July 28, 2008 GMT

We finally left Cyprus, the ferry to the mainland being 12 hours late leaving at 12 midnight with every seat full and no sleeping cabins available. With very rough seas the toilet reservoirs overflowed which caused even more people to throw up everywhere. Great fun. Cost was 108 euros for ferry plus 29 euros harbour tax.
Upon arriving at 8am we encountered a 2.5 hour queue to get through customs and immigration and a 8 hour ride to Cappadochia ahead of us. Luckily the scenery and roads were fantastic, which helped keep us awake to make our destination.
Goreme in Cappadochia was a return visit for us from 1999 as we loved it so much the first time. A 2000 year old community of caves dug into the cliffs and hills made from compressed volcanic ash, giving you the feeling of visiting a Flinstone village.
Here seemed to be a meeting place for bike travellers including Mike and Dan doing a RTW on their BMW R100GSs and Sami, the HU member for the area and John, on a R1200GS.
Departing 3 days later for Nemrut Dagi we follow wonderful winding mountain and valley roads til Belinda discovers a shortcut which looks great on the map, but none of the locals seem to be using it. One local said that you cant get there on this road, but what do the locals know anyway and besides, its right here on the GPS.
After 4 hours of boulders and 3 ridge crossings we arrive on the mountain of Unesco site Nemrut Dagi using its Back Door entrance. At least this road allowed us to drive the bike right to the top to catch a Super Sunset and not make the long climb that the other tourists did.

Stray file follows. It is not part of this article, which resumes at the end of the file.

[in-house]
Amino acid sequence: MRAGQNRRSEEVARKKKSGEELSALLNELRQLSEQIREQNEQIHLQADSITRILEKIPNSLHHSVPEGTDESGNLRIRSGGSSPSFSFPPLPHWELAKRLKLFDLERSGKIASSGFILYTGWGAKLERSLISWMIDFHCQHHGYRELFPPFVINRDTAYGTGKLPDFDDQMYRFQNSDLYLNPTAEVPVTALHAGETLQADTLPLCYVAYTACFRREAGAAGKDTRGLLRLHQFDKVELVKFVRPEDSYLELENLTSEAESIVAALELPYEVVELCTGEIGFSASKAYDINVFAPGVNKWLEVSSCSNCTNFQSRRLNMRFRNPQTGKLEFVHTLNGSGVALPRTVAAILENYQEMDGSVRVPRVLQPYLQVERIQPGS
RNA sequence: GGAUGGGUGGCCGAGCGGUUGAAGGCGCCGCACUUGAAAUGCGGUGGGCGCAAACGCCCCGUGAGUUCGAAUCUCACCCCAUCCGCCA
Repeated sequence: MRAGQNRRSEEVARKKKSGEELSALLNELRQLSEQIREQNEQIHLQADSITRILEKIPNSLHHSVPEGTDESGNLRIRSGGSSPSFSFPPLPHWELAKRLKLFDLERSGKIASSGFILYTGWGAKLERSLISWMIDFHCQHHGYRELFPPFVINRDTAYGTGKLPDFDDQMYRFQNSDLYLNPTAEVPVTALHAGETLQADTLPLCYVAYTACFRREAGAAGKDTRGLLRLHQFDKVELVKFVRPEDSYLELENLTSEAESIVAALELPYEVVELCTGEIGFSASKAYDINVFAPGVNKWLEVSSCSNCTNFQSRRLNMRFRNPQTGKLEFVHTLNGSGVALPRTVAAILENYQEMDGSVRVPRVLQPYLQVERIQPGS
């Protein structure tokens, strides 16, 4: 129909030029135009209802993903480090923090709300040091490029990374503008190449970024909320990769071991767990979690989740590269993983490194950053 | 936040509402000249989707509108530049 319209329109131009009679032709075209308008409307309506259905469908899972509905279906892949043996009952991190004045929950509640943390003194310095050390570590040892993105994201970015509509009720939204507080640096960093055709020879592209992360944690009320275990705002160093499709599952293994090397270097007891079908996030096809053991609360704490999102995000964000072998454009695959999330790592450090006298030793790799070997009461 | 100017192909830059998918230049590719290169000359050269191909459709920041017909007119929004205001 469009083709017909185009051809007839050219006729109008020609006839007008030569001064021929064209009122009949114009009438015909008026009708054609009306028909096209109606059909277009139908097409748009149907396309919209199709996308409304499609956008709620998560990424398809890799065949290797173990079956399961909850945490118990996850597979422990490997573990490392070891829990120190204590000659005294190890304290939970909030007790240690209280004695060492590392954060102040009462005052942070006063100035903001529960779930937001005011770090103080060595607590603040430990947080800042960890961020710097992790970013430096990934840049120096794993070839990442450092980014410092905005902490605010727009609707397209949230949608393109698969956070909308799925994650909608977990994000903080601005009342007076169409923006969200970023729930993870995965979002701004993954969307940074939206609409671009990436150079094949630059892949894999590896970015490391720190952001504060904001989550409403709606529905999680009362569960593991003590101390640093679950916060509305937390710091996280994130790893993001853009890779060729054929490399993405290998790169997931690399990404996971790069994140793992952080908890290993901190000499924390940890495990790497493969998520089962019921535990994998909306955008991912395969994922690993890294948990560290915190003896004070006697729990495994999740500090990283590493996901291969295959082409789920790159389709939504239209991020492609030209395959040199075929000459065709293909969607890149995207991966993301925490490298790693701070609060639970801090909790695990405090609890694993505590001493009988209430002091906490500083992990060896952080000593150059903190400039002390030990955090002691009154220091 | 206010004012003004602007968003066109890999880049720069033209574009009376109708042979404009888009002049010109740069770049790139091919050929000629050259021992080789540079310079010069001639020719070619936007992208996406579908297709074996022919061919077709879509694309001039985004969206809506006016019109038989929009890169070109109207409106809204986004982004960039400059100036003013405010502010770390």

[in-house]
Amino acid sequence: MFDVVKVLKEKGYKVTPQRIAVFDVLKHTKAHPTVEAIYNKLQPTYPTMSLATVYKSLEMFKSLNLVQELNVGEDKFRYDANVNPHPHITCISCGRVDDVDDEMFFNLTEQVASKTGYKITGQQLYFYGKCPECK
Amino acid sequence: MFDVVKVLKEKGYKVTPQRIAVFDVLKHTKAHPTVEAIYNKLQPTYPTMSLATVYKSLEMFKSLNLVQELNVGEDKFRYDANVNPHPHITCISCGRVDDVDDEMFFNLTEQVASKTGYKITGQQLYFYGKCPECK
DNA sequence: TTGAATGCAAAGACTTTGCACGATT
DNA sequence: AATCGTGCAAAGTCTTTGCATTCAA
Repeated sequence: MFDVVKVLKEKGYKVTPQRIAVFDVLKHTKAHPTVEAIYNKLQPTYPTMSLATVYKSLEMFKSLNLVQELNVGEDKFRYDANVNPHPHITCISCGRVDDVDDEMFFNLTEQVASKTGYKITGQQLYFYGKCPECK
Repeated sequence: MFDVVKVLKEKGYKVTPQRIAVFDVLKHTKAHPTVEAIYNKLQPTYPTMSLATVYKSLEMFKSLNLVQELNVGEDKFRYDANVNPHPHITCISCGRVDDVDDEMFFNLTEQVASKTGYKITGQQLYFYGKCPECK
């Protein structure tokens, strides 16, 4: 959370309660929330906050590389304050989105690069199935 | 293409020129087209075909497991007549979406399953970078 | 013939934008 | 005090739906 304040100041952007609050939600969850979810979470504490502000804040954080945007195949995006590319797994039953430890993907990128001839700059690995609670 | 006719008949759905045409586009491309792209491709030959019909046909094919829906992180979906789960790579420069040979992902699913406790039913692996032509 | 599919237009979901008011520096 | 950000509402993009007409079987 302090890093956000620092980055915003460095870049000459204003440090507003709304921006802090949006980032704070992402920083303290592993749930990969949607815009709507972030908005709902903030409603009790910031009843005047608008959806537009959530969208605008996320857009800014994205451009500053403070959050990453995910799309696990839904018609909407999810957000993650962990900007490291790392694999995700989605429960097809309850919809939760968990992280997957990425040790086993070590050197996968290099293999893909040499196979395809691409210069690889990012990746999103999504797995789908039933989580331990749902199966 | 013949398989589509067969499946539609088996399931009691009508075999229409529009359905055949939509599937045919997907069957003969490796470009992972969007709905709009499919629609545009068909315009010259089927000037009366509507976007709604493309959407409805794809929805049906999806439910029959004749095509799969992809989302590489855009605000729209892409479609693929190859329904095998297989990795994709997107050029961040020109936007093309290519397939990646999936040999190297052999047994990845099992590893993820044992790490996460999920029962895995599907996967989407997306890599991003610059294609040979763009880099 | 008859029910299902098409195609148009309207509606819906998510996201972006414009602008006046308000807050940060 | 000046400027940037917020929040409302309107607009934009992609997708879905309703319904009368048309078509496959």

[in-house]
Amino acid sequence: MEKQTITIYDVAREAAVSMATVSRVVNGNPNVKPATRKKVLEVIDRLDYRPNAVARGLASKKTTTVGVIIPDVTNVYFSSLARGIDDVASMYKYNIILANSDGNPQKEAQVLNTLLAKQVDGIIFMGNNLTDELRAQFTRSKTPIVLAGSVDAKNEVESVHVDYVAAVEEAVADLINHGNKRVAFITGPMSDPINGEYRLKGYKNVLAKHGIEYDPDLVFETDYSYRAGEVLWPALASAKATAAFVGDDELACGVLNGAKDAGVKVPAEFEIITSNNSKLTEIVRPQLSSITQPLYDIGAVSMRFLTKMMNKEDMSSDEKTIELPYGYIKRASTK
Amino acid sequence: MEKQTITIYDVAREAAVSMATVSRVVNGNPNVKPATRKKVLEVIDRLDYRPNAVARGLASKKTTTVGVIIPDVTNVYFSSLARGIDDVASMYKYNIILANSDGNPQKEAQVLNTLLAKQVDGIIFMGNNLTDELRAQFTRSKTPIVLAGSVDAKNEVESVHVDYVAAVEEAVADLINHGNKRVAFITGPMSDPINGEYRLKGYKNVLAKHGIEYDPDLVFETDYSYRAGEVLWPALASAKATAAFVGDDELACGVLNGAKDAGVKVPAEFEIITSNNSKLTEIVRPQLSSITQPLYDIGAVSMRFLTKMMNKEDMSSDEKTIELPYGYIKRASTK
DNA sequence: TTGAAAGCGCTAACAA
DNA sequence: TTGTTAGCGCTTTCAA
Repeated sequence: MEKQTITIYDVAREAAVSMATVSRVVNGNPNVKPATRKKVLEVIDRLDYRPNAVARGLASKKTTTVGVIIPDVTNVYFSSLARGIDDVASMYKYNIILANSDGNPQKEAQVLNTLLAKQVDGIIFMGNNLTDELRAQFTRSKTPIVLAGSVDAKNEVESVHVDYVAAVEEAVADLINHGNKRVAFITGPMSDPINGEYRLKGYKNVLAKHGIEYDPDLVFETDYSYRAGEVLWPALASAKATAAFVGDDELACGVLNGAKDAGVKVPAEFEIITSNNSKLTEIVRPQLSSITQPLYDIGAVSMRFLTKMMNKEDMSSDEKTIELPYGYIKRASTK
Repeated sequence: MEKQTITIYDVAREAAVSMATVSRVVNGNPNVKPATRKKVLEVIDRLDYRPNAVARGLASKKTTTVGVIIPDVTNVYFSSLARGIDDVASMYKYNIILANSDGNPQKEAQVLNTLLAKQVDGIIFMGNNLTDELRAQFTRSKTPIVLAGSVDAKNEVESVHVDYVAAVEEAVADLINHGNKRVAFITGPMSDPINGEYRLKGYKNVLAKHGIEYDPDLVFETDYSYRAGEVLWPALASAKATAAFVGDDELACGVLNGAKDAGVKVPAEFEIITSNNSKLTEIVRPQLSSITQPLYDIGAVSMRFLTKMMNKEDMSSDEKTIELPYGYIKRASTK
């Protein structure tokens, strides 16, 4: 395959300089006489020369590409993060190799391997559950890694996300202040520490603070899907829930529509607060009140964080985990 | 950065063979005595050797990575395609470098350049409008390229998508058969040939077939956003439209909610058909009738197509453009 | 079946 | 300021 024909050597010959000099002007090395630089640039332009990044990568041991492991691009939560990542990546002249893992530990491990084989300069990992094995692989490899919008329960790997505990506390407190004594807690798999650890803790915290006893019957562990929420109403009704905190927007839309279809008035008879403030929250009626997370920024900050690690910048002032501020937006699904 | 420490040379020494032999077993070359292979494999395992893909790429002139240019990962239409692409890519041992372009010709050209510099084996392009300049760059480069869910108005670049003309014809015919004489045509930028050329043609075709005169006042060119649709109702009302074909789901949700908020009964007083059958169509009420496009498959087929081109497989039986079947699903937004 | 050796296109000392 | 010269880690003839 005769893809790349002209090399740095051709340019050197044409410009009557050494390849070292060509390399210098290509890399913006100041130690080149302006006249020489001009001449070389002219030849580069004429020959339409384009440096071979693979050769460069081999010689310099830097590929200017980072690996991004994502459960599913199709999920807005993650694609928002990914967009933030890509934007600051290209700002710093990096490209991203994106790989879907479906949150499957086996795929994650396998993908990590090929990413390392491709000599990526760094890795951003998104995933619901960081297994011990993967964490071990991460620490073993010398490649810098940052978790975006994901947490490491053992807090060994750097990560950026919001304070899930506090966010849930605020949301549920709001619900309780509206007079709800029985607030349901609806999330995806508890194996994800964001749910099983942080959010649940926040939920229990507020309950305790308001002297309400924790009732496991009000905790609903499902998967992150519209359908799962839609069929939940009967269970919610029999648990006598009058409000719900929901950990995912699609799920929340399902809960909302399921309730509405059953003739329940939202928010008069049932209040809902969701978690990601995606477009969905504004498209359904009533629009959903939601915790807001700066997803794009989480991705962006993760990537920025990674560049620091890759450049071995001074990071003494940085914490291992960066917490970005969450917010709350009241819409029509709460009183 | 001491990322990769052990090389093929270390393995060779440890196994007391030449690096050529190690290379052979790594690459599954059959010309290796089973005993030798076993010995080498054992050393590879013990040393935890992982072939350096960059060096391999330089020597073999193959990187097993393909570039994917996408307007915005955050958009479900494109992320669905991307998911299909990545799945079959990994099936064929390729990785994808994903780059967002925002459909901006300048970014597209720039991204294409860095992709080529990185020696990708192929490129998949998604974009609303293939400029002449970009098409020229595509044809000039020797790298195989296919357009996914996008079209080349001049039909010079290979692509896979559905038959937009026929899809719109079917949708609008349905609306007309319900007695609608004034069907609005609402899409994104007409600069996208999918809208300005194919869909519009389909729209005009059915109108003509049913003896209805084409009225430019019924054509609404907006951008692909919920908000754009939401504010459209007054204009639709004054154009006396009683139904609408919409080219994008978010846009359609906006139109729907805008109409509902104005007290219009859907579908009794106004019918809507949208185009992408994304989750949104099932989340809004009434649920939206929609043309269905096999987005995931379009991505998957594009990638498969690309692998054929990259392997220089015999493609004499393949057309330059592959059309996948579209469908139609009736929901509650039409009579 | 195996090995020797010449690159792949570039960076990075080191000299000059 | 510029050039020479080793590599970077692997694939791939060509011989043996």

Departing our old but only available hotel where we were the only guests , we set off next morning for Merdin on the Syrian Border.
We found no tourists in this ancient castle town overlooking the Mesopotamian plains of Syria. Publicity of PKK rebellions of the past have taken many beautiful spots off of the tourist routes.
We circumnavigate Lake Van at 2000 meters enroute to Dogubayazit which is at the base of Mt Ararat and the resting spot for Noahs Ark. We will be back here again in Sept. on our way to Iran as it is only 35 kms to the border.
Kars is enroute to the Georgian border, but we did stop to visit the breathtaking ancient fortified city of Ani (another Unesco site).
The Pofos border crossing is at a picturesque pass with little traffic, but the Turks still took 3 hours becasuse of a mistake made at the previous crossing. The Georgian side tooks only 20 minutes, but cost 36Euros each and free for the bike.
Fuel here is only 0.89euro as in Turkey it is 1.85euros per liter.
The road leaving the border was so bad that we turned back to ask if it was the right road. Luckily that only lasted for 10kms and became a small but wonderful curvy ashphalt road following this fast flowing river down to the mountain town of Borjormi.
Next day we headed up 30kms to Bakuriani, a small ski resort town where we found a 4 star hotel with full board for 30 US each (thats 3 buffet meals a day). It was a bit rainy so we just had to stay for 2 nights.
On the way to Tbilisi the capital we had to visit Gori, the birthplace of Stalin and where his museum exists. His popularity has definately wained. Iraqli, the HU member there greeted us and showed us around this ancient town of castles and heroic statues , divided by a windy river with high banks.